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Response to letter from Dr. Ulm [letter to the editor].

Steenland K; Deddens J
Cancer Causes Control 2002 Oct; 13(8):781-782
On behalf of myself and the co-authors, I would like to thank Dr Ulm for his comments on our article about a pooled analysis of exposure-response for lung cancer in ten silica exposed cohorts [1]. We agree with Dr Ulm that based on the spline curve in Figure 1 that there appears to be a threshold at about 4 units (log cumulative exposure, mg/m3-days), before which there is no increase in risk. This implies, as Dr Ulm states, that there would be little or no increase in lung cancer risk at cumulative exposures below 55 mg/ m3-days, or below an average exposure of 0.005 mg/m3 over a 45 year working lifetime (taking into account a 15 year lag). We note, however, that in the U.S. the permissible level of exposure to quartz (100% quartz) is 0.10 mg/m3, 20 times higher than the suggested threshold in this model. We have conducted further analyses of possible thresholds using several different models with either cumulative or average exposure, as any presumed threshold might be model-dependent. In each model we used an iterative procedure to evaluate a large variety of possible thresholds until finding the one with the largest log-likelihood. For the model using the log of cumulative exposure with a 15 year lag, the best threshold was at 4.8 log mg/m3-days (similar to the spline model); the threshold model fit the data better than a model with no threshold (model likelihood 23.4 vs 18.8). A model using the log of average exposure found the best threshold at an average exposure of 0.011 mg/m3, which again was a slight improvement over the model with the log of average exposure with no threshold (model log likelihood 22.6 vs. 20.0). A model with cumulative exposure alone did not show any improvement by using a threshold, nor did the piece-wise linear model presented in the paper. Models with untransformed cumulative (or average) exposure, however, tended to display more heterogeneity between studies, probably due to the extreme skewness of some of the exposure data, and may therefore be less preferable.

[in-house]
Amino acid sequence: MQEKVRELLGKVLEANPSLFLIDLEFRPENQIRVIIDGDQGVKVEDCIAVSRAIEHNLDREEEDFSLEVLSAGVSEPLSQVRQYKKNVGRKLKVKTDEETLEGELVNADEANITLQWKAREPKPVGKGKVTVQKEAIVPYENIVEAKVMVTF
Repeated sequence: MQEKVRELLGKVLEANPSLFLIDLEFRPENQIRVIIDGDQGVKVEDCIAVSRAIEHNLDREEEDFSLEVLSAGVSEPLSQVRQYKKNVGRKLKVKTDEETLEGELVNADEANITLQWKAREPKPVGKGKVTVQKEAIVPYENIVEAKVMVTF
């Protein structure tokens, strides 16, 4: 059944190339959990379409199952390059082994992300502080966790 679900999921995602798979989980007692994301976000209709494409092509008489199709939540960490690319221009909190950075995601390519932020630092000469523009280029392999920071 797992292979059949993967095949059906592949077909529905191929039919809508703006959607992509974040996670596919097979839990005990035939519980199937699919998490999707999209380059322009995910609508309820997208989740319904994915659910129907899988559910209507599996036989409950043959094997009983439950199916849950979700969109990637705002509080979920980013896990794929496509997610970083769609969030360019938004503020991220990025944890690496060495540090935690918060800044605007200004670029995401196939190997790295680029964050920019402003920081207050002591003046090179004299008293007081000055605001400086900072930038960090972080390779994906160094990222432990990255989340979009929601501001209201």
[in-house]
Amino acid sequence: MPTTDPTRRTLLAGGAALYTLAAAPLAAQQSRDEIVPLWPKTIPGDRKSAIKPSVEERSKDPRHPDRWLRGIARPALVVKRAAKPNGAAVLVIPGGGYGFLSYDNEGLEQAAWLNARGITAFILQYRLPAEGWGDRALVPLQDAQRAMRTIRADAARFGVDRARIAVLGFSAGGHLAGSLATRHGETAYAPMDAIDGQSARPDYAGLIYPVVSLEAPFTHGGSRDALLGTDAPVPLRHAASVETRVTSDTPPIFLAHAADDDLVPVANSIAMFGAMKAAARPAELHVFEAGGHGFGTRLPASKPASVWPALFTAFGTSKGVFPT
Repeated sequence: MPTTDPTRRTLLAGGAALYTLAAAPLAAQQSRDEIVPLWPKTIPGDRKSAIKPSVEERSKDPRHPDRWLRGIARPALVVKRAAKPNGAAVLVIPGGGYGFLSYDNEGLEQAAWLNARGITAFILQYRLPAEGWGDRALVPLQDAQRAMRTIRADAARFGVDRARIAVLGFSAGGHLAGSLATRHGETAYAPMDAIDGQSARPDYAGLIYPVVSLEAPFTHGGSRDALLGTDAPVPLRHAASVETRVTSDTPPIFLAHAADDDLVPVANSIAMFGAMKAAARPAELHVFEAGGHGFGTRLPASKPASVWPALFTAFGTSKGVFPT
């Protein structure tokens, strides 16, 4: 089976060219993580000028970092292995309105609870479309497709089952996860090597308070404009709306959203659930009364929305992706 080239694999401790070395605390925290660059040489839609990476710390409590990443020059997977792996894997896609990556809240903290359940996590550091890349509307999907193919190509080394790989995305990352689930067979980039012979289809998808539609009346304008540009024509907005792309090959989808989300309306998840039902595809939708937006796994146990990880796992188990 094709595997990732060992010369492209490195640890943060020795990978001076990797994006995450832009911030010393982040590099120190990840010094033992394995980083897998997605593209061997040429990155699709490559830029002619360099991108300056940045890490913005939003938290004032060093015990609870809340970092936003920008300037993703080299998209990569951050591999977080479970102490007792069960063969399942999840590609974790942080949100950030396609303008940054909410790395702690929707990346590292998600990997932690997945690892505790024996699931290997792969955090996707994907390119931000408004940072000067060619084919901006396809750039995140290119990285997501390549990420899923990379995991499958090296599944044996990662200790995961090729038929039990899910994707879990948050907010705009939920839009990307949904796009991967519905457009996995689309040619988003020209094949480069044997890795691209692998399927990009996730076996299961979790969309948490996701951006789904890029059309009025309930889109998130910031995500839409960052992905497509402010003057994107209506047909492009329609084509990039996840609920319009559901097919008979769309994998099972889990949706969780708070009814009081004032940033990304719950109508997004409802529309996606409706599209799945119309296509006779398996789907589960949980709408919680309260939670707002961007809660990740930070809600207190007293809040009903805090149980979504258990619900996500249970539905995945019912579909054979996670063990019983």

Silicates; Silica-dusts; Nickel-compounds; Carcinogens; Carcinogenicity; Carcinogenesis; Lung-cancer; Exposure-levels; Exposure-assessment; Risk-factors; Risk-analysis; Quartz-dust
Kyle Steenland and James A. Deddens, NIOSH R13, Department of Health and Human Services, Robert A. Taft Laboratories, 4676 Columbia Parkway, Cincinnati, OH 45226, USA
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Content source: National Institute for Occupational Safety and Health Education and Information Division